Five microbreweries and the people driving Livingston County’s rapidly growing craft beverage industry showcased their efforts this fall in a familiarization tour.
About three dozen Livingston County business owners and local tourism industry professionals took part in the tour. The event was the 16th in a series of annual Livingston County Area Chamber of Commerce sponsored county-wide “FAM” – short for “Familiarization” – tours.
The goal of the tour is to increase and create awareness of local business in the region that results in new opportunities for both the hosts – bring them new visitors and business – and those already working with visitors – to have more exciting offerings, Chamber officials said.
This year’s tour was designed to feature the local craft beverage options available in the county, and to inform local tourism professionals and hotel front-line staff of the many breweries and cider works they can recommend to guests.
Stop 1: OSB Ciderworks
The first stop on the FAM Tour was OSB Ciderworks in Lakeville. It was a fitting first stop as OSB was the first company to open, due in part to the County Economic Development Office’s ambitious, “Brew in Livingston” campaign.
The campaign, which started with 40 applicants, sought to establish a critical mass of craft beverage locations that would lead to a trail inside the county, much like the wine trails popular in other Finger Lakes and Western New York counties.
Through an extensive process of developing and pitching business plans, companies were selected by the Office of Economic Development for support through expertise and financial incentives.
OSB Ciderworks opened in the spring of 2016 and according to co-founder Eric Smith has produced more than 40 different cider varieties.
The tour group sipped small samples of these unique ciders while learning the production process, and the company’s philosophy, history, and future plans. All stops on the FAM tour would follow this format.
The group learned that OSB stands for Original Stump Blower, a humorous family name for the early hard ciders developed before the company existed.
OSB can be enjoyed at the cidery, 5901 Big Tree Rd., Lakeville, and is also on tap in more than 100 regional restaurants and bars.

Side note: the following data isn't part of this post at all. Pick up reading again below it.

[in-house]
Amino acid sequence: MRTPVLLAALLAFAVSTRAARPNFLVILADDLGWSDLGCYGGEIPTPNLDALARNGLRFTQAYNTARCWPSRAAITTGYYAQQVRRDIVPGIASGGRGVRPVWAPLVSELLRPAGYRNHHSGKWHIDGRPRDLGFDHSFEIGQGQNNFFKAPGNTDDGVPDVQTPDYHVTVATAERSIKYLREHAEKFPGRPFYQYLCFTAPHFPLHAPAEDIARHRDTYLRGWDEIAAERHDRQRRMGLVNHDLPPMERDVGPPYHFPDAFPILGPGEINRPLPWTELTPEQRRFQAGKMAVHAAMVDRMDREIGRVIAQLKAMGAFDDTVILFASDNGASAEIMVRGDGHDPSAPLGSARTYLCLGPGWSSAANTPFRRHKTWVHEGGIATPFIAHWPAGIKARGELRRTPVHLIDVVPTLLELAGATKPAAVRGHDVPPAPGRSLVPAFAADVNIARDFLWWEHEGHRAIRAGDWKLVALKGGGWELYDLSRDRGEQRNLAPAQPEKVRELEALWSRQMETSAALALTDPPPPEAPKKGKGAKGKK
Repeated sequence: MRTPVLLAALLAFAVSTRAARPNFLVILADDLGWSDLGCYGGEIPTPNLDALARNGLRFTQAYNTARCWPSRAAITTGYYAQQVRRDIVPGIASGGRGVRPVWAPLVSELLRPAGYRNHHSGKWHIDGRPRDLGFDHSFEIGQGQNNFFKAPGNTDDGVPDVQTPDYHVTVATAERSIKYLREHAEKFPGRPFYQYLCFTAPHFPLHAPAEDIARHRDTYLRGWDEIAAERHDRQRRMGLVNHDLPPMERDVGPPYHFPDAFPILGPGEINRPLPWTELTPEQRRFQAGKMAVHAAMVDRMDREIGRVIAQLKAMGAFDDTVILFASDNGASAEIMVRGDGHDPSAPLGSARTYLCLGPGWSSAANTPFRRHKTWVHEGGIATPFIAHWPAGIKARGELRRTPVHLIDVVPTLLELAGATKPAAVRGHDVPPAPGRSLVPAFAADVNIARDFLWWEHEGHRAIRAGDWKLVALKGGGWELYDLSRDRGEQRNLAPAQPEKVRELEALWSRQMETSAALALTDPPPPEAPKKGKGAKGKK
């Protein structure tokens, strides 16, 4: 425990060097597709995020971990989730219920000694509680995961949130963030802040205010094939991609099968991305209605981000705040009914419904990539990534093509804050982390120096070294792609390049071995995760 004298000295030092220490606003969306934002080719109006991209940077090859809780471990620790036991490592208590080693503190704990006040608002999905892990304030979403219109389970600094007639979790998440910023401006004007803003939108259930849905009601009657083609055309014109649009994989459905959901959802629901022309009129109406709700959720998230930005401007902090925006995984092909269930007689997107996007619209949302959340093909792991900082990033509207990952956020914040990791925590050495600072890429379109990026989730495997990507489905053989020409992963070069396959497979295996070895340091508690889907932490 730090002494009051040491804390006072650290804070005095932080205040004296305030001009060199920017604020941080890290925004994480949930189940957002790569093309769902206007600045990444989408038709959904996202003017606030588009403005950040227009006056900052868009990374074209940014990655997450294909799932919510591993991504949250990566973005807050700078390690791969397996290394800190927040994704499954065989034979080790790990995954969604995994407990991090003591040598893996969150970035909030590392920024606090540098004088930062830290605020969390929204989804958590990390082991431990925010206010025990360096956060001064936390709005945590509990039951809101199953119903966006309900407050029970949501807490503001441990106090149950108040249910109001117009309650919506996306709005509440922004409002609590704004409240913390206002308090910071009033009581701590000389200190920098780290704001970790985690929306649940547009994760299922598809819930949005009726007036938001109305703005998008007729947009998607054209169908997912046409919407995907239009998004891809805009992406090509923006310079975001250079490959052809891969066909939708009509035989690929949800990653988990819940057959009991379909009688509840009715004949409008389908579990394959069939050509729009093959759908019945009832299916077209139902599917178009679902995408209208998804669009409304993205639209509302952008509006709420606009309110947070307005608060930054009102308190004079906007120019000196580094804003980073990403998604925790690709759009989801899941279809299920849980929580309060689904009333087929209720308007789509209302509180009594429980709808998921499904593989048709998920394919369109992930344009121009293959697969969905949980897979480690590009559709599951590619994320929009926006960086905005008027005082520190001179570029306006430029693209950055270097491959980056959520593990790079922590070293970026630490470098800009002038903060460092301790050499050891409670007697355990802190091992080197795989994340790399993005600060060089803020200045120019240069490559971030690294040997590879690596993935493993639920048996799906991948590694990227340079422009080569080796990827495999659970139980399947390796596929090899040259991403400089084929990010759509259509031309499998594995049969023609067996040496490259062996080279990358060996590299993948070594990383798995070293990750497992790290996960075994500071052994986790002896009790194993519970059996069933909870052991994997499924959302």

Stop 2: No BS Brew Company
The second stop was the soon to be opened, No BS Brew Company, 3474 Bronson Hill Rd., Livonia, nestled off the north end of Conesus Lake on Bronson Hill Road.
The facility is under construction with an expected opening in winter 2019.
Co-owner Steve Gray said its name comes from a combination of his and partner Ben Noragong’s names.
The long-time friends are incorporating some beautiful old woodwork into the tasting room.
Stop 3: Battle Street Brewery
The third stop was Battle Street Brewery, 4 Battle St., Dansville.
This facility was a labor of love for owners Tom and Doug Acomb, who wanted to restore an 1880s railroad station that had fallen into disrepair and that was in danger of being torn down.
The facility remains true to its roots as they kept many of the original design elements including both freight and passenger ticket booths that help retain an overall look and feel of the building’s former life as a train depot.
In keeping with the travel theme, the bar’s front is made of old suitcases and the foot rail is a piece of railroad track.
There is indoor and outdoor seating and a game room in the back.
BSB frequently changes its on-tap selection, which has included a cider from OSB Ciderworks. BSB also offer a selection of bar snacks from the kitchen.
Stop 4: Mortalis Brewing
The fourth stop was the newly opened Mortalis Brewing Company, 5660 Tec Drive, Avon, in the commercial park behind the John Deere dealership off Route 15.
Mortalis showcases the variety of Livingston County’s craft beverage operations, as it went in an entirely different direction with a decor that showcases the production process and the associated chrome and stainless steel of the equipment. They have also chosen to infuse unique ingredients into some of their beers such as coconut and cookies for the adventurous taster. The goal is to invite guests into the brewery and let them experience with all five senses, the fun, art, and craft of the brewing experience.
Stop 5: Dublin Corners Farm Brewery
The fifth and final stop on the tour was Dublin Corners Farm Brewery in the York hamlet of Linwood.
Double Corners, 1906 Main St., Linwood, was the second facility to open in November 2016 as part of the “Brew in Livingston” campaign.
Dublin Corners, on the Grant family farm, is a true farm brewery experience. The brewery is operated by the fourth- and fifth-generation of Grants, who live across the driveway.
Guests can walk out the brewery’s front door into the hop yard to see the climbing bines of hops, a key ingredient for making beer.
The tour group learned that the operation has expanded from three to five beers and will soon commission a new expanded brewing system.
The Grants indicated a nice mix of locals and tourists make up their clientele and that they enjoy regularly hosting music and events at the brewery.